We investigate the problem of searching for a lexeme-set in speech by searching for its inflectional variants. Experimental results indicate how lexeme-set search performance changes with the number of hypothesized inflections, while ablation experiments highlight the relative importance of different components in the lexeme-set search pipeline and the value of using curated inflectional paradigms. We provide a recipe and evaluation set for the community to use as an extrinsic measure of the performance of inflection generation approaches.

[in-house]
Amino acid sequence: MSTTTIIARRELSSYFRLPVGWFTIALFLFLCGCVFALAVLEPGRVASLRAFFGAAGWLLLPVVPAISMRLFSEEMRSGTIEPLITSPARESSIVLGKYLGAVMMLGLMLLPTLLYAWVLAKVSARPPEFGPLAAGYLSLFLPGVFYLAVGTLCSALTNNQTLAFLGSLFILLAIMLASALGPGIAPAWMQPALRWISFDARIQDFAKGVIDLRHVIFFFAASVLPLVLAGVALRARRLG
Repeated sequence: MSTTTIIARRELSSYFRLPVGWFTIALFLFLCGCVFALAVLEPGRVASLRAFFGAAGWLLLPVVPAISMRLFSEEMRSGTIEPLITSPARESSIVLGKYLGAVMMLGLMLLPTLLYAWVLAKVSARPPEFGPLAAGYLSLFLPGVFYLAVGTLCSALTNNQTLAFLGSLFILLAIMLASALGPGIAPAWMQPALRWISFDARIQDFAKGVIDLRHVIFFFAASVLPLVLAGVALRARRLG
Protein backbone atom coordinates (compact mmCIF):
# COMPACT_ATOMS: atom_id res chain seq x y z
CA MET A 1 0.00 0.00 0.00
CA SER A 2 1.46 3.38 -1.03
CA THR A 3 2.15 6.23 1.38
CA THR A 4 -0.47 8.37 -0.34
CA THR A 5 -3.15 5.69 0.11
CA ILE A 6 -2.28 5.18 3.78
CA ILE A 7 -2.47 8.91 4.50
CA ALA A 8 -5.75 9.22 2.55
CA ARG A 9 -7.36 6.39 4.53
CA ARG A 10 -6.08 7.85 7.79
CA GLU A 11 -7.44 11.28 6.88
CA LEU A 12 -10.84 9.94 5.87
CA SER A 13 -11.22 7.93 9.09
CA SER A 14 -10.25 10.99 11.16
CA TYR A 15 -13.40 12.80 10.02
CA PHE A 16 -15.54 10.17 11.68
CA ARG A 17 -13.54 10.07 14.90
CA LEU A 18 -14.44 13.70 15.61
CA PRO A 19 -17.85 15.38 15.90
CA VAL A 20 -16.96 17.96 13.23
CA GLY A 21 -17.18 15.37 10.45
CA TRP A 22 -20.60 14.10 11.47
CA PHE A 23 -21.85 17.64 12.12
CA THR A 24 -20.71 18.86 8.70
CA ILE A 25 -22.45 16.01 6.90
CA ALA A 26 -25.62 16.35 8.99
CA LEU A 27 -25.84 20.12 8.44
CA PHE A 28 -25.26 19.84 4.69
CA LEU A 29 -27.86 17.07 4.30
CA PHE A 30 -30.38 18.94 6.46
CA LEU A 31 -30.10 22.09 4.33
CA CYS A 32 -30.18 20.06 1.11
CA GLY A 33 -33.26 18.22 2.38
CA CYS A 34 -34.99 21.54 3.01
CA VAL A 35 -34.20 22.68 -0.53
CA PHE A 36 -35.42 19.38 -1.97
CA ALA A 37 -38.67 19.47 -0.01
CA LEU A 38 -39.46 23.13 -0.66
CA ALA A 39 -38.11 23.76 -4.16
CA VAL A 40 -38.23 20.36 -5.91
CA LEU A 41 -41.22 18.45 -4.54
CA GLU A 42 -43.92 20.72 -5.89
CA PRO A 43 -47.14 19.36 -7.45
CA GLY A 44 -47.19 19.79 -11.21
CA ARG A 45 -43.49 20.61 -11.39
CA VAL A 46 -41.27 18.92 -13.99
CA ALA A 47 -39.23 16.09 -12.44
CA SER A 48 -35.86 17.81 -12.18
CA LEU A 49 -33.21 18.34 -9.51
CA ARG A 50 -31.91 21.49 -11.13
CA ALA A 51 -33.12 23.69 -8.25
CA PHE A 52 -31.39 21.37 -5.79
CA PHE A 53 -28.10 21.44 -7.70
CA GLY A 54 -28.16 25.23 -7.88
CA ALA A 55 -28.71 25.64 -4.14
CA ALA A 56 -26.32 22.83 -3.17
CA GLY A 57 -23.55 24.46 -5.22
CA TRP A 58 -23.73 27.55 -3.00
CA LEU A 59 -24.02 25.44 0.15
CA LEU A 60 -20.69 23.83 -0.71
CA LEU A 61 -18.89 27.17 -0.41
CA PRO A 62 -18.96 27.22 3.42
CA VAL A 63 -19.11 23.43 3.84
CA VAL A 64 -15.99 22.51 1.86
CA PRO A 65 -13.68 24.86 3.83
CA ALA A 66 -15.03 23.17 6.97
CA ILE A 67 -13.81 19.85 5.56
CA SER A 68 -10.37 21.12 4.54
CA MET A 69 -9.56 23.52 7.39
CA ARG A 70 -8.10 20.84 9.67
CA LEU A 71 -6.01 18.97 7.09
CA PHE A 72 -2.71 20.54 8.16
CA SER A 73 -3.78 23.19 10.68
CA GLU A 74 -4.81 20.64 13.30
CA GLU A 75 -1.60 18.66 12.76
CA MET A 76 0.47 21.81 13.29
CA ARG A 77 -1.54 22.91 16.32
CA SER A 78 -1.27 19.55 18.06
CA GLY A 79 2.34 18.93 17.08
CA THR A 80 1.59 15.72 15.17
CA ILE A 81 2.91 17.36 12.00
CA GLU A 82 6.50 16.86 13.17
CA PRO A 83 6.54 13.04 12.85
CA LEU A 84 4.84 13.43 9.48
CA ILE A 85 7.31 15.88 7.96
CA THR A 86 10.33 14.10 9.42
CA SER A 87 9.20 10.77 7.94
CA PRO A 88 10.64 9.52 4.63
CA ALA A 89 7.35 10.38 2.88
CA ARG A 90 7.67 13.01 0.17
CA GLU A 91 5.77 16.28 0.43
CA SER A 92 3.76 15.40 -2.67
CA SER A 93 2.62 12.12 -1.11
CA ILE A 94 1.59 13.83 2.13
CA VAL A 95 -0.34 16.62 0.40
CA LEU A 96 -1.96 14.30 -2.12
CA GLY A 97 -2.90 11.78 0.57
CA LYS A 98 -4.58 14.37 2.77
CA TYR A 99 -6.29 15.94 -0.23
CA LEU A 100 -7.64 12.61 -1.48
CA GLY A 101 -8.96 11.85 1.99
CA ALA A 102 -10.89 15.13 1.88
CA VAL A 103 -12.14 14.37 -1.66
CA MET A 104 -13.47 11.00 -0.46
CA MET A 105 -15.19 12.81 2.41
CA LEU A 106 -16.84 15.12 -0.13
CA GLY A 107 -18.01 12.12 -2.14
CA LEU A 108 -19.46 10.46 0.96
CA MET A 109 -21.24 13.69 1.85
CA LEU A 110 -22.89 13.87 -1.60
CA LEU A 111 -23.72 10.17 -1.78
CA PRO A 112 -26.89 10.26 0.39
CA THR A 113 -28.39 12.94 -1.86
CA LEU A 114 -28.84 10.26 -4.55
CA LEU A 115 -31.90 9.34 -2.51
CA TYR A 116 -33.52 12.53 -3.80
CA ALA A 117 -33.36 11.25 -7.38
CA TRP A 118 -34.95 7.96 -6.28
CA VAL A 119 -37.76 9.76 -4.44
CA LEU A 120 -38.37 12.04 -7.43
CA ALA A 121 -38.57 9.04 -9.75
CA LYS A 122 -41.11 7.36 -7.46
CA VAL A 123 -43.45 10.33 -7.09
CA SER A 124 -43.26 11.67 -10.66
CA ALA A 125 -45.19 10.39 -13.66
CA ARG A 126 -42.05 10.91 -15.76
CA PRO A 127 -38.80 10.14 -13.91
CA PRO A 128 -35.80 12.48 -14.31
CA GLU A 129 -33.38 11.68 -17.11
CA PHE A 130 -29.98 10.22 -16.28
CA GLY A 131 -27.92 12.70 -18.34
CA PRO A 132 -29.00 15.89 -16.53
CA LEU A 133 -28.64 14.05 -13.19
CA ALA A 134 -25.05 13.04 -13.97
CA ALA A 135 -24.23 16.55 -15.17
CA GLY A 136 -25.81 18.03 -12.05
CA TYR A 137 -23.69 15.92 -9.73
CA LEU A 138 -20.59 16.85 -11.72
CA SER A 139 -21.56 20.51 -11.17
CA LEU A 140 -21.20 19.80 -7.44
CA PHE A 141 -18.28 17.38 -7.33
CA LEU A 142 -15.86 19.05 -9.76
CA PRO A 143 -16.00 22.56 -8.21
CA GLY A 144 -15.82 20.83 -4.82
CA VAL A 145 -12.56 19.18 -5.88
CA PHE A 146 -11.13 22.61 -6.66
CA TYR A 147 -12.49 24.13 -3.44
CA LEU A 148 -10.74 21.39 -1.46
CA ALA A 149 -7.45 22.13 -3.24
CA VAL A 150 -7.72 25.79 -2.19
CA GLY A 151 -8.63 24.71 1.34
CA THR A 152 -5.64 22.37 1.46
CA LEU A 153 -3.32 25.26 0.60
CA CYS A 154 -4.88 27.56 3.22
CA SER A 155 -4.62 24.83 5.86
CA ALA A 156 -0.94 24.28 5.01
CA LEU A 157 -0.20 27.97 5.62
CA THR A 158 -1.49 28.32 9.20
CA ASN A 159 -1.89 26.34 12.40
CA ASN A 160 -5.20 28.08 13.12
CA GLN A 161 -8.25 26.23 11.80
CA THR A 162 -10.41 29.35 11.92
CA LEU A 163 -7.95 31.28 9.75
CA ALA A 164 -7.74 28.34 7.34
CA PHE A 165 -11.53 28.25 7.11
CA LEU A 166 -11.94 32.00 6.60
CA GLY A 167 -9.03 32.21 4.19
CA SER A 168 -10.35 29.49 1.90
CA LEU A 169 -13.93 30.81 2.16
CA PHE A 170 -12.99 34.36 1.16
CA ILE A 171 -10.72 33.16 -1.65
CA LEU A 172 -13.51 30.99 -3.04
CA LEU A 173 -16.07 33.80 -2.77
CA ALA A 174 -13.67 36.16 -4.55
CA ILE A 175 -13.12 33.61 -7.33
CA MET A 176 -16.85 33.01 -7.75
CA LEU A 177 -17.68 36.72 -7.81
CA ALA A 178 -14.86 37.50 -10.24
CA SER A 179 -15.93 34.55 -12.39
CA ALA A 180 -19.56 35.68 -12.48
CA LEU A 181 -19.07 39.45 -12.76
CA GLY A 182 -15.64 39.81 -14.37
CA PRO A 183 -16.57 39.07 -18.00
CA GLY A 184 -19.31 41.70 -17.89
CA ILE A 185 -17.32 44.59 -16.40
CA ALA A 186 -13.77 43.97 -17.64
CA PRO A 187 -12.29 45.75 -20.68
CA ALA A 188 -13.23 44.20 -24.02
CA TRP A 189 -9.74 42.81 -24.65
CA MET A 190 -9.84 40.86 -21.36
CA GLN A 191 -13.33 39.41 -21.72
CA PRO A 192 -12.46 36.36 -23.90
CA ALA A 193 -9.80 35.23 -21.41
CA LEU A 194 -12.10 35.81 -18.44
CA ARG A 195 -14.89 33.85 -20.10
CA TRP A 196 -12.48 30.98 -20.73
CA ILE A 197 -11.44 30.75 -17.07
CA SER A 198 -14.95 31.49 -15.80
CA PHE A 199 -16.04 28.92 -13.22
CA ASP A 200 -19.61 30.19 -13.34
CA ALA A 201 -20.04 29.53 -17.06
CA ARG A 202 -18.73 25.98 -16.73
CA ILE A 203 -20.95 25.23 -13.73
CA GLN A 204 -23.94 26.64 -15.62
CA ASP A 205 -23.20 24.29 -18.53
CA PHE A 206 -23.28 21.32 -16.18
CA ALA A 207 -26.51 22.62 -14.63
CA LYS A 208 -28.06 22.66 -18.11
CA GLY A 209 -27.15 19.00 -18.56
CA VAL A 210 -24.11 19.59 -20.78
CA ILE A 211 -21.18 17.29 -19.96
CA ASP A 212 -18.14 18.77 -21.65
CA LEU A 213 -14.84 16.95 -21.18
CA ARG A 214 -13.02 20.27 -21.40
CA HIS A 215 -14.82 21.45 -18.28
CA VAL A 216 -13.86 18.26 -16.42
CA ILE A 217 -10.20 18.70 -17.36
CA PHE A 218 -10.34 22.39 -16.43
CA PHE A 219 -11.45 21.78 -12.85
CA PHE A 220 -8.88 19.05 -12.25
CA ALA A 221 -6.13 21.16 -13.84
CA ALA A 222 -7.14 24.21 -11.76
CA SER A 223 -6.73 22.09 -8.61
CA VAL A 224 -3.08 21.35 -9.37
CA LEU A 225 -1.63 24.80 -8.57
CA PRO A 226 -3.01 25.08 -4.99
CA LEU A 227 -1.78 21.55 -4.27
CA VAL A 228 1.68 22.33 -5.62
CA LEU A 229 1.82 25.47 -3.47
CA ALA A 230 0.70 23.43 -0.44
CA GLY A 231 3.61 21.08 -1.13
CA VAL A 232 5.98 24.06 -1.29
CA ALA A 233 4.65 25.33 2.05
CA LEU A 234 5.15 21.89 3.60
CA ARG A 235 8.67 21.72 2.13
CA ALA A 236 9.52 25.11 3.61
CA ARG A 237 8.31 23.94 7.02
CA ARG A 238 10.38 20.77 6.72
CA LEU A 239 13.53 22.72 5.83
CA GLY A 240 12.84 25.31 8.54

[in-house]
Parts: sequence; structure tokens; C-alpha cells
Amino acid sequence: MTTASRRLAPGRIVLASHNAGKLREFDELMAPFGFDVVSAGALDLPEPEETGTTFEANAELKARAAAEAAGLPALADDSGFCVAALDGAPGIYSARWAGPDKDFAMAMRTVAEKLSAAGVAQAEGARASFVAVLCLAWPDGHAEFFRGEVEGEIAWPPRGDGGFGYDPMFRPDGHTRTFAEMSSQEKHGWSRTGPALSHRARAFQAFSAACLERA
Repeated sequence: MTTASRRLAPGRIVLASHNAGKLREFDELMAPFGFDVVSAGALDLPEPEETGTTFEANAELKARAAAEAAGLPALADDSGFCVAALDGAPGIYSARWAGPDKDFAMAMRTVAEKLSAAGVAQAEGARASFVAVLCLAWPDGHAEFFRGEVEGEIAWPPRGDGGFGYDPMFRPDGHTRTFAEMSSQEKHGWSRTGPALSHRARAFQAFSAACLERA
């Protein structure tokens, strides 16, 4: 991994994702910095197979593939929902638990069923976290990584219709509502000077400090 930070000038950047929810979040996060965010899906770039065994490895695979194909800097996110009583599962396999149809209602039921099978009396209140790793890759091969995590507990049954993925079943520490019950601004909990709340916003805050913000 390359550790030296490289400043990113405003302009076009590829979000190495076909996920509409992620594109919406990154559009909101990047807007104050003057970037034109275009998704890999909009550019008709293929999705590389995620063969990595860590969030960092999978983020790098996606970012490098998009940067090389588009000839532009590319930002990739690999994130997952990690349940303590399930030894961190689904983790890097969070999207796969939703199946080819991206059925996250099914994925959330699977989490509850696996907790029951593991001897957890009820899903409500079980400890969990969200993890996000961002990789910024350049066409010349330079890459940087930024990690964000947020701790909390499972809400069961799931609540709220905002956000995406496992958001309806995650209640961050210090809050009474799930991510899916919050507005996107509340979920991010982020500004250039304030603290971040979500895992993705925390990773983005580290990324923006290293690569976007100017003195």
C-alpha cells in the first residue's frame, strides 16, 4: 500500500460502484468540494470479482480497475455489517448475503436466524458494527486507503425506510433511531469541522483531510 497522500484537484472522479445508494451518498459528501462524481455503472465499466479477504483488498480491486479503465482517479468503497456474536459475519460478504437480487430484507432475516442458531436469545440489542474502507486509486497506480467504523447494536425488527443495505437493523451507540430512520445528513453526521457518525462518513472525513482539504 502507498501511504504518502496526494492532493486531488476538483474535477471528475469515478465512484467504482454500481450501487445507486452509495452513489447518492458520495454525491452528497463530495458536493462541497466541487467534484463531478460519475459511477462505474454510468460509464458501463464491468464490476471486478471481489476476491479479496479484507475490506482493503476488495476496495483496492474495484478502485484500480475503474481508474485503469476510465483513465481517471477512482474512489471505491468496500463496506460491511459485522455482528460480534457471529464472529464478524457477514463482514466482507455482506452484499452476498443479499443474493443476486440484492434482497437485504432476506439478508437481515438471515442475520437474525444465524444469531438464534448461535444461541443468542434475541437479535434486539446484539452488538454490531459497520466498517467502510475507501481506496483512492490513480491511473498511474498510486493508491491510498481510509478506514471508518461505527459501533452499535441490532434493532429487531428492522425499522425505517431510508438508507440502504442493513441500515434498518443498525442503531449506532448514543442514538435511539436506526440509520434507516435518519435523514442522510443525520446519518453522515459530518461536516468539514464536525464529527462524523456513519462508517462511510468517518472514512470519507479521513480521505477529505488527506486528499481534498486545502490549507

The Mixer series of speech corpora were collected over several years, principally to support annual NIST evaluations of speaker recognition (SR) technologies. These evaluations focused on conversational speech over a variety of channels and recording conditions. One of the series, Mixer-6, added a new condition, read speech, to support basic scientific research on speaker characteristics, as well as technology evaluation. With read speech it is possible to make relatively precise measurements of phonetic events and features, which can be correlated with the performance of speaker recognition algorithms, or directly used in phonetic analysis of speaker variability. The read speech, as originally recorded, was adequate for large-scale evaluations (e.g., fixed-text speaker ID algorithms) but only marginally suitable for acoustic-phonetic studies. Numerous errors due largely to speaker behavior remained in the corpus, with no record of their locations or rate of occurrence. We undertook the effort to correct this situation with automatic methods supplemented by human listening and annotation. The present paper describes the tools and methods, resulting corrections, and some examples of the kinds of research studies enabled by these enhancements.